Pulpit & Pen
In this guest post, JoAnne Elizabeth of Vancouver, WA recounts her experience of going from Beth Moore Groupie to warning every woman she knows to stay far, far away from Beth Moore.
I once was a Beth Moore groupie. I am no longer. I have gone from completely undiscerning and unquestioning to something so much better, yet so much harder for me. Like many other lifelong Christian women, I grew up extremely trusting and non-questioning. By nature, I hate confrontation and seek to avoid it at all costs. In times past, my husband lovingly and correctly labeled me a “spineless jellyfish.” Thankfully, I grew up in solid churches and cannot think of any false teaching or heresy to which I was exposed.
I am truly blessed to have been raised by godly parents and grandparents. I often joke that I have been attending church since I was a twinkle in my father’s eye. I was granted faith in Christ at an early age and baptized as a middle-schooler. My father was a Minister of Music for basically all of my formative years. I attended a Baptist church at a minimum of three times a week and I really loved that lifestyle. I can say that, growing up, I never questioned anyone who said they were a Christian. I never knew there was anything like false conversions or that Roman Catholic doctrine was not true Christian doctrine. Basically, if someone said she believed in Jesus, I believed her and trusted her.
When I left my parent’s household and began a family of my own (in addition to a loving husband, I have two daughters), I became involved with the women’s bible study at my local Baptist church. It was there that I was introduced to Beth Moore. At that point, everything faith-wise was still “Kumbaya” in my mind. “Who is this Beth Moore person?” I wondered. Some of my friends loved her; yet, my best friend told me that she preferred Precept Ministries-style inductive Bible Study. My friend who enjoyed Precept Study found Beth Moore annoying. I didn’t. For a fun-loving person like me, Precept studies sounded boring. Beth Moore, on the other hand, seemed a lot more fun. Her Bible studies had videos and other such resources. So, I eschewed inductive Bible study in favor of the Beth Moore route. The first Beth Moore study I ever participated in was The Beloved Disciple. Honestly, to this day, I cannot remember much about its scriptural content or the scriptural content of any other Beth Moore study in which I participated. I do remember, though, that I never questioned a word Beth Moore said. I also remember, very clearly, that Moore often talked about the direct revelation she received from God. I didn’t question it, but it stood out to me. “Wow,” I thought, “God talks to her like that? He calls her ‘girlfriend’? I’ve never heard of such a thing. But that’s awesome!!”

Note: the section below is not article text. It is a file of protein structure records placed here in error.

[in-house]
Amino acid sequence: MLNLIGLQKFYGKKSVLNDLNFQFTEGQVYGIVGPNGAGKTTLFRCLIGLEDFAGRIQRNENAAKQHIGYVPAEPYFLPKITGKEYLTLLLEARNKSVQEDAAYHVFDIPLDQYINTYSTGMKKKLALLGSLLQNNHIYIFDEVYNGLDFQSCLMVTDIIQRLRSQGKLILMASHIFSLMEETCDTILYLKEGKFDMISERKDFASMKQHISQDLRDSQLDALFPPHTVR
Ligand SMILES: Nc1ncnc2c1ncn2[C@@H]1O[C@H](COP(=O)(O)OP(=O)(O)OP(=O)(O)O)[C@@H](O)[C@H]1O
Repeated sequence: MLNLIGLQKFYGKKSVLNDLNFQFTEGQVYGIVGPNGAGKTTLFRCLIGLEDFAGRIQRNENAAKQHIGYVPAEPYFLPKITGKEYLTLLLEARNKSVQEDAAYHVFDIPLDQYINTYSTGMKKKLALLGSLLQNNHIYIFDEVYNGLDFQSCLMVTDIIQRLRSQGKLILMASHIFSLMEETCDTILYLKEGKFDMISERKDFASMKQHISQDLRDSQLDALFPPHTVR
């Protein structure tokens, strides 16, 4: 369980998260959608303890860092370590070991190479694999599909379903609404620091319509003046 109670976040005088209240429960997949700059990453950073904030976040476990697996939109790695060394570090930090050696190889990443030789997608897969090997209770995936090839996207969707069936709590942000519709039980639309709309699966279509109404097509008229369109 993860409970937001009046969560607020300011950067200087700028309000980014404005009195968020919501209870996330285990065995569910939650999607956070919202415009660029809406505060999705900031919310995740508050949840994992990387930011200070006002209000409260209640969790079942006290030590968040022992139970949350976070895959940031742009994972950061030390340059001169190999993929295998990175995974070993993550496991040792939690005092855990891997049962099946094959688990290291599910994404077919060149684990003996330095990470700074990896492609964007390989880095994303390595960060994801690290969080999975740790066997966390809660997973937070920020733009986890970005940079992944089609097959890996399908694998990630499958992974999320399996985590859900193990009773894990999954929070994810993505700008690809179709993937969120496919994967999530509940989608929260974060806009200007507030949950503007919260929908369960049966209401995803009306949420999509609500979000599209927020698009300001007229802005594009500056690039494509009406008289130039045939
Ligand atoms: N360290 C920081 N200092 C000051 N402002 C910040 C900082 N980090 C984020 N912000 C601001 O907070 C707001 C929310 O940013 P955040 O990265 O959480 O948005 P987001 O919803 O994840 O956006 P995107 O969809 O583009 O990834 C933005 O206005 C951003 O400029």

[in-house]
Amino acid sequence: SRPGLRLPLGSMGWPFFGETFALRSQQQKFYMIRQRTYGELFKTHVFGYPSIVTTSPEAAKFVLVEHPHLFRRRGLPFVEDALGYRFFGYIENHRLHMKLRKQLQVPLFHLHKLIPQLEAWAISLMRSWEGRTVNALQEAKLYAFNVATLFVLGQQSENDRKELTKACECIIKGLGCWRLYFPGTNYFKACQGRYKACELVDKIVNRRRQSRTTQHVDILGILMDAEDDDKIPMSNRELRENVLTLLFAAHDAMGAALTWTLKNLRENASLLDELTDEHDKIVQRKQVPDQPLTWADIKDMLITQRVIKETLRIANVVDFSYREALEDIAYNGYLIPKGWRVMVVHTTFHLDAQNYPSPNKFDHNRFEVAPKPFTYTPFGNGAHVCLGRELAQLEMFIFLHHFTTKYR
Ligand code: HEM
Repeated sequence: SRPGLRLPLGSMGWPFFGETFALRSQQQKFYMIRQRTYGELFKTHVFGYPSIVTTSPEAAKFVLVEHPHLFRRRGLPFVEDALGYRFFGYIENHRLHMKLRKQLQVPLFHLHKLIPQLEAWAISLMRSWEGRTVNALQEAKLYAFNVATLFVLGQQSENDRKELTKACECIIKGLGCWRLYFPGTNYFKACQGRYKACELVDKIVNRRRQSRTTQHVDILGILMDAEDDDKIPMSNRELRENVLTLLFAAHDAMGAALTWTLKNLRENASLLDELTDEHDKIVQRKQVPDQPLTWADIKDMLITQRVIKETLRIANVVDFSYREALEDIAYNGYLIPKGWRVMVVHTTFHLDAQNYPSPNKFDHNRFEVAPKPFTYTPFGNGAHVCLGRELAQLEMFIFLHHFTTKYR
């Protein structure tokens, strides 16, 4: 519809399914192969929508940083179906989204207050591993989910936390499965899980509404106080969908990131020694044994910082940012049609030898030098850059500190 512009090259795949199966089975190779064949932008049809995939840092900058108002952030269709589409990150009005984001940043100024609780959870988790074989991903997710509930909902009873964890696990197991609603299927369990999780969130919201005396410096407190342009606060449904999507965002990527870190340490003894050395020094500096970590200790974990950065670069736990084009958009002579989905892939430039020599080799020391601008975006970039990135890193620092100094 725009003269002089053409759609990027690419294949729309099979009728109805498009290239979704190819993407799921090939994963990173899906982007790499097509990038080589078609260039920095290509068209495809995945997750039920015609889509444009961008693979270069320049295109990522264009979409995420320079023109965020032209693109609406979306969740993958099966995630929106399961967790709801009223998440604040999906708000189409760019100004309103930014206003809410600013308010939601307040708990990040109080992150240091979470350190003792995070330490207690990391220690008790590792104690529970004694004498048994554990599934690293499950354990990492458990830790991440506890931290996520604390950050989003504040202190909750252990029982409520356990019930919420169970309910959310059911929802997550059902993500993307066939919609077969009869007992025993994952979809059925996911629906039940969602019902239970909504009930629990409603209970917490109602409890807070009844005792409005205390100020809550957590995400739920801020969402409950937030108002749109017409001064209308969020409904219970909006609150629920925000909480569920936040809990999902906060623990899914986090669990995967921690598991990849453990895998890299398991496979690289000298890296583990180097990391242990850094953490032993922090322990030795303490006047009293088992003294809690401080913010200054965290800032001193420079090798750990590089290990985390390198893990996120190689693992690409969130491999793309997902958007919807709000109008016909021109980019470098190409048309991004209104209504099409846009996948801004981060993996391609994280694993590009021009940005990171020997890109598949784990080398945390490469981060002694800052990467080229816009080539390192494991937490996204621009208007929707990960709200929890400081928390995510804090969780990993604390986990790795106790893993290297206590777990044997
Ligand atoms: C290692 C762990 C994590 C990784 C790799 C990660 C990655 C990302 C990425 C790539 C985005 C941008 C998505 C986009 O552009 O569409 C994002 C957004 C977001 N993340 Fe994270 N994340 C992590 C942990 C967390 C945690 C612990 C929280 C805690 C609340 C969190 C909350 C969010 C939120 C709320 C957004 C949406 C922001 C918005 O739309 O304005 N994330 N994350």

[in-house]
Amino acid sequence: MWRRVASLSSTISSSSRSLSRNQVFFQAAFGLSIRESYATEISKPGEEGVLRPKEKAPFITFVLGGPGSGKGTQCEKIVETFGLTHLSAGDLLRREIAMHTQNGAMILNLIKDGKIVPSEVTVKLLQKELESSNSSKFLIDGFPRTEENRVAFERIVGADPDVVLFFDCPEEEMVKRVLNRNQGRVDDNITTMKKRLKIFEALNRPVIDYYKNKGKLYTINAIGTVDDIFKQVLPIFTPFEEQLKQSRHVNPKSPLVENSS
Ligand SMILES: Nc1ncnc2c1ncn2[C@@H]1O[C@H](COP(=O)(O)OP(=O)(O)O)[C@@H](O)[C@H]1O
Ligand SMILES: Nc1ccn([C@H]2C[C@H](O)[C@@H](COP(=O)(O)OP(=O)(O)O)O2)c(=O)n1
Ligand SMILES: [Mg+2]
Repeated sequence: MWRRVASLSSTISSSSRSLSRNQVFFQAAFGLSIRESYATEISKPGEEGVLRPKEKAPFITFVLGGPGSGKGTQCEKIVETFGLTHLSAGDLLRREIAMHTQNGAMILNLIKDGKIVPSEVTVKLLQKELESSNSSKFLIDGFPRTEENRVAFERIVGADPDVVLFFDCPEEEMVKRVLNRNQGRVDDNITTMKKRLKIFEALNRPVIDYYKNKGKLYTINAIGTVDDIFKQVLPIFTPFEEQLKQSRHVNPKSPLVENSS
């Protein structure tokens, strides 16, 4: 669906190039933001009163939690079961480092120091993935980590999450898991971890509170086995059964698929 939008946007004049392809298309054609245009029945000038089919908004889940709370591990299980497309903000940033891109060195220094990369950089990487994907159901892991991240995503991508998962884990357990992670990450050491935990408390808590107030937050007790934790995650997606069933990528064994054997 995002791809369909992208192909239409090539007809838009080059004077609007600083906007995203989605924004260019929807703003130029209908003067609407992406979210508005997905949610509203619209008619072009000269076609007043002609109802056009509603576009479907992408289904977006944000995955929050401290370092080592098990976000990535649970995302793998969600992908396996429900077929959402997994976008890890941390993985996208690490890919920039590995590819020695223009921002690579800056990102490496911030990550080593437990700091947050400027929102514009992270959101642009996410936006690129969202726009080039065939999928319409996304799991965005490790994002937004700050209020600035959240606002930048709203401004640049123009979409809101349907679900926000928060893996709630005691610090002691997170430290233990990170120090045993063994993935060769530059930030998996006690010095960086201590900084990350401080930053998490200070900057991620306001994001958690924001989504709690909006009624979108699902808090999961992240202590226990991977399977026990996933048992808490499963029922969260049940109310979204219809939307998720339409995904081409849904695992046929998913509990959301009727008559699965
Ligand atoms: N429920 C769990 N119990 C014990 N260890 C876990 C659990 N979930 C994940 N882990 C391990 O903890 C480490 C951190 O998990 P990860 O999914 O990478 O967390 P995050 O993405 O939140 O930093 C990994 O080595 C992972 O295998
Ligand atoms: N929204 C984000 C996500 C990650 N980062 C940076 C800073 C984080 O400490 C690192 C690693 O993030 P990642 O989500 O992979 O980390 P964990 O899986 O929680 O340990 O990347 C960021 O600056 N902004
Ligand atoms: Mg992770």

Both Moore broke conventions. For example, she would pray while walking around with her eyes open. “Well, that’s different,” I thought, “but cool!” In one study she talked about how Jesus was our Prince and we were his princesses. Beth said Jesus would look at us and tell us we were beautiful. Being the wife of a wonderful, yet undemonstrative husband, that made me cry; I just loved Beth for “teaching” us that. On my own, I completed the Believing God online study. I wore the blue bracelet she told the participants to wear. I said the mantra. (I believe this is the study where she talked about her vision from God; the one where she lumped in Roman Catholics with Protestant denominations.) Where was my brain? Why did no one in my women’s bible study groups ever ask the question, “Did God really speak to her like that?” After doing her online study, I went on to facilitate her Fruit of the Spirit study. I can’t say there was any false teaching in the study, but, the videos time and time again just left me walking away wishing I was more spiritual and as close to God as Beth.